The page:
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Does enabling cache affect dynamic content?

For example, on one of my PHP sites, the cache header is set to:

Cache-Control: public, max-age=21600

Does that affect dynamic content as well?

If so, then what is the standard way to cache a dynamic PHP site? Presumably, you would cache static content (e.g. images), but not dynamic content (e.g. html, text, etc). How and where would you accomplish that?

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Nitpick: Images can also be dynamic and HTML etc. can also be static. It's not a question of the content type to be static or dynamic. – Fabian Barney Sep 25 '12 at 12:56
    
This is why allot of sites use javascript to build content. – Lawrence Cherone Sep 25 '12 at 12:59
up vote 3 down vote accepted

Yes. The answer is yes. This controls browser and some ISP caching. It will cache dynamic content for the time you specify in many locations. Not all. Not all browsers will follow the rules, not all ISPs will follow the rules. Famously, AOL used to disregard people's cache rules and cache everything for strange times leading to broken pages on the early web.

On a dynamic page that isn't cached, you can use this value to set pages that change relatively in-frequently to cache for 10 minutes to an hour. For images, css, js files and things for longer. Caching for 8 hours is probably too much, as it is much longer than 1 hour, but only reduces the total number of hits for the content by 7.

Other Caching

There are other, probably more reliable, ways to cache content. You can look into query caching, file caching, memcached. All of these options can also be used to cache things other than content as well. They will all help you speed up repetitive actions.

Query Caching

Many databases, MySQL being the defacto standard, offer query caching. This will cache the results of queries on tables that haven't been updated since the last time the query was run. Perfect for normalized look-up tables. Ideal for tables that are updated only once in a blue moon. Works well for tables that are updated about once and hour to even every 10 minutes. For tables that change more often than that, they will produce limited time-saving results.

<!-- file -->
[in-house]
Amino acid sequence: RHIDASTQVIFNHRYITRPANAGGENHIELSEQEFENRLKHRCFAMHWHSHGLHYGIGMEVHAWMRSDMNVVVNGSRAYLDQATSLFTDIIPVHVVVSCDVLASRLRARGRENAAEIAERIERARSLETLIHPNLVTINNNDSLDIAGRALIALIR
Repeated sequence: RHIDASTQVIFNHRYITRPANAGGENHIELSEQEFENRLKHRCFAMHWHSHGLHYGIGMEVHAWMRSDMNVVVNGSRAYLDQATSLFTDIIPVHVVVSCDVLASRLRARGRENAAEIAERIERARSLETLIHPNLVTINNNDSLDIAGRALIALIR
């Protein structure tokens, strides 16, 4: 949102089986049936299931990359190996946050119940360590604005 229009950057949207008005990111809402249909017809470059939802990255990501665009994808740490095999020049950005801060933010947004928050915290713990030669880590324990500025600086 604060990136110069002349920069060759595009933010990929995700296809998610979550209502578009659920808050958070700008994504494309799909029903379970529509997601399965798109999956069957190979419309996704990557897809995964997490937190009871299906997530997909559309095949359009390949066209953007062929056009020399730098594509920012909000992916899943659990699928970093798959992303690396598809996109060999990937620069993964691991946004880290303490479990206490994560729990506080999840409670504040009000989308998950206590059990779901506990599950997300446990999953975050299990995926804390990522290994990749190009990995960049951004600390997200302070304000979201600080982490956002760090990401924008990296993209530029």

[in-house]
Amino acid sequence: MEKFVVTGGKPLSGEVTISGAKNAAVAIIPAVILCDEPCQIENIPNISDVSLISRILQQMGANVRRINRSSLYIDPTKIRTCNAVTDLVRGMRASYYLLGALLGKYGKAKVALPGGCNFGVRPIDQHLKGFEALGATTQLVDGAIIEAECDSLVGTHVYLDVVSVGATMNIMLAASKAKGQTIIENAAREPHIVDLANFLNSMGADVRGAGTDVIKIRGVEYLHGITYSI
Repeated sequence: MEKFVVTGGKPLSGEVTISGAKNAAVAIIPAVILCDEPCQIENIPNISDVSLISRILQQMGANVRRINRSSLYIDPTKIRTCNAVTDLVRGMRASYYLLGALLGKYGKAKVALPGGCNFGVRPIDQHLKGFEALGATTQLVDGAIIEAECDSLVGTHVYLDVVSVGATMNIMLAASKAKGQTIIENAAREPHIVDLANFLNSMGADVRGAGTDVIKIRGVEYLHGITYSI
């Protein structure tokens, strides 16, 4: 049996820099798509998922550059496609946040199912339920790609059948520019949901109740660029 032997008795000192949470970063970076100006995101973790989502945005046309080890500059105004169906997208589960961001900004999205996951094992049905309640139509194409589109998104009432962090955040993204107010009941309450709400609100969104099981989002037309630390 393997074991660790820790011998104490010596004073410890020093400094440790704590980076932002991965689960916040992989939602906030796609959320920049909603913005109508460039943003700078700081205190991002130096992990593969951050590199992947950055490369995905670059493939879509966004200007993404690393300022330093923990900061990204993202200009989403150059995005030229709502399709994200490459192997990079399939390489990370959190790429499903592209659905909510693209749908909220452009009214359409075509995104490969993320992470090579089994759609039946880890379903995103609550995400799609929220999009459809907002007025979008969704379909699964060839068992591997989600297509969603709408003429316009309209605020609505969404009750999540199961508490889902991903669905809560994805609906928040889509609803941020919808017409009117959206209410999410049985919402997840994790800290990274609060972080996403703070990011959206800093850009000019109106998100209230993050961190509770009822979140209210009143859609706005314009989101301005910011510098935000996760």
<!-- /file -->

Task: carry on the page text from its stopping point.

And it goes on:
File Caching and Memcached

These can be used to cache key/value pairs of information. They can be page_url/page_content or page_list/array_of_pages_in_site or any other key/value pairs you need. This is how most people go about caching pages for 10-60 minutes these days. They are reliable, controlled on the server, and can be flushed instantly if needed. They don't need to be time based, if your logic is written correctly you can treat these like the query cache. Only when information is updated do you flush that key from the cache, and then the page updates instantly and otherwise sits in cache.

Header Cache

Which brings us back to header cache. It is still smart to cache here for about 10 minutes even with the other caches in place. The other caches still require requests of the server, which can slow it down. While this won't reduce that pressure by much, it will reduce it. And it doesn't take much effort to install.

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Very thorough answer, thank you. How would I go about caching images, while not caching text/html? – ProgrammerGirl Sep 25 '12 at 14:46
    
@Programmer You can set default headers through your web server, such as apache. You can do this by file type and path. – DampeS8N Sep 25 '12 at 17:57
    
I know you can do it via PHP as well, I just do not know how to set it so that it caches images but not text/HTML. Any ideas? Thanks. – ProgrammerGirl Sep 25 '12 at 18:49
    
@Programmer You'd have to pass all your images through PHP to do that. Better to do it in your webserver's settings instead. – DampeS8N Sep 25 '12 at 20:28

The idea is your website is made up of resources [pages, images, scripts even], and you provide an expire limit for everyone of them, or invalidate cache for elements you modified [e.g. you added a new post on the homepage, or you edited an entry].

A common solution is to use a reverse proxy like Varnish who will provide cached stuff very fast to the client, and will look for newer versions if cache header changed in your content.

The caching header generator process is up to you - you can find some ideas here.

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